Iraq MP Ahmed al-Alwani arrested in deadly Ramadi raid
Iraqi forces have arrested an MP, killing his brother and five of his guards during a raid on his home in the western city of Ramadi.
Ahmed al-Alwani, a member of the Sunni community, had backed protests against the mainly Shia government of Prime Minister Nouri al-Maliki and was reportedly wanted on terrorism charges.
Police said Mr Alwani's guards opened fire as officers arrived to detain him.
Another 18 people were wounded in the ensuing skirmish, an official said.
"Security forces attacked the residence of MP Ahmed al-Alwani in central Ramadi to arrest him this morning, sparking a battle with his guards with automatic weapons and rocket-propelled grenades," a police major told the AFP news agency.
"Five of Alwani's guards and his brother were killed and eight others wounded, while 10 security forces members were also wounded," the major said.
The security forces had also been hoping to arrest Mr Alwani's brother, Ali, authorities said.
Unconfirmed reports suggest that a sister of the MP - a member of the Sunni-backed Iraqiya bloc - was also among those killed in the raid.Protest camp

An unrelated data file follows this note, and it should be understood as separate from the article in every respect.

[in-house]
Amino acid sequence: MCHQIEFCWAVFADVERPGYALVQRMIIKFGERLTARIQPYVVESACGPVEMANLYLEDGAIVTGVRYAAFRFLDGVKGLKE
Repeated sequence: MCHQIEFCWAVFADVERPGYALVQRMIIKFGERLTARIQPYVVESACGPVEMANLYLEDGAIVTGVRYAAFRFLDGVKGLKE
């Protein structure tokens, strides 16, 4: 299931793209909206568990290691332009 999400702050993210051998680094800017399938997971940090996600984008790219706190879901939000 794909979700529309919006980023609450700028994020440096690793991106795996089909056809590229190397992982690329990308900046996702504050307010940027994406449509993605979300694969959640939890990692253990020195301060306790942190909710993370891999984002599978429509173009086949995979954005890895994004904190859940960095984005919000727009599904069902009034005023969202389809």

The reasons for Mr Alwani's arrest were not immediately clear. The Associated Press news agency said he was wanted on terrorism charges.
He has also been a prominent supporter of a group of activists camped on a highway near Ramadi protesting against the perceived marginalisation and persecution of Iraqi Sunnis by the Shia-dominated government.
Prime Minister Maliki has reportedly threatened to shut down the camp, saying it has become a headquarters of al-Qaeda.
AFP quoted parliament speaker Osama al-Nujaifi, a Sunni, as strongly criticising the arrest, describing it as "treading on the core of the Iraqi constitution and a clear violation of its articles".
In a statement, Mr Nujaifi insisted MPs had legal immunity and that he was sending a parliamentary delegation to Anbar province to investigate the case.
However, the constitution says MPs may be arrested without parliament waiving immunity if they are caught committing a serious crime.
Mr Alwani's arrest comes as Iraq remains in the grip of sectarian fighting which has made this the deadliest year since 2008.
More than 8,000 people have been killed since January, many of them in fighting between Sunni and Shia Muslims.
The UN has called on Iraq's political leaders to co-operate to end the bloodshed, which has escalated since an army raid on a Sunni Arab anti-government protest camp near the northern town of Hawija in April 2013 killed dozens.
The government has made some concessions in an effort to placate Sunnis, including freeing some prisoners and raising the salaries of Sahwa militiamen fighting al-Qaeda, but the violence has not abated.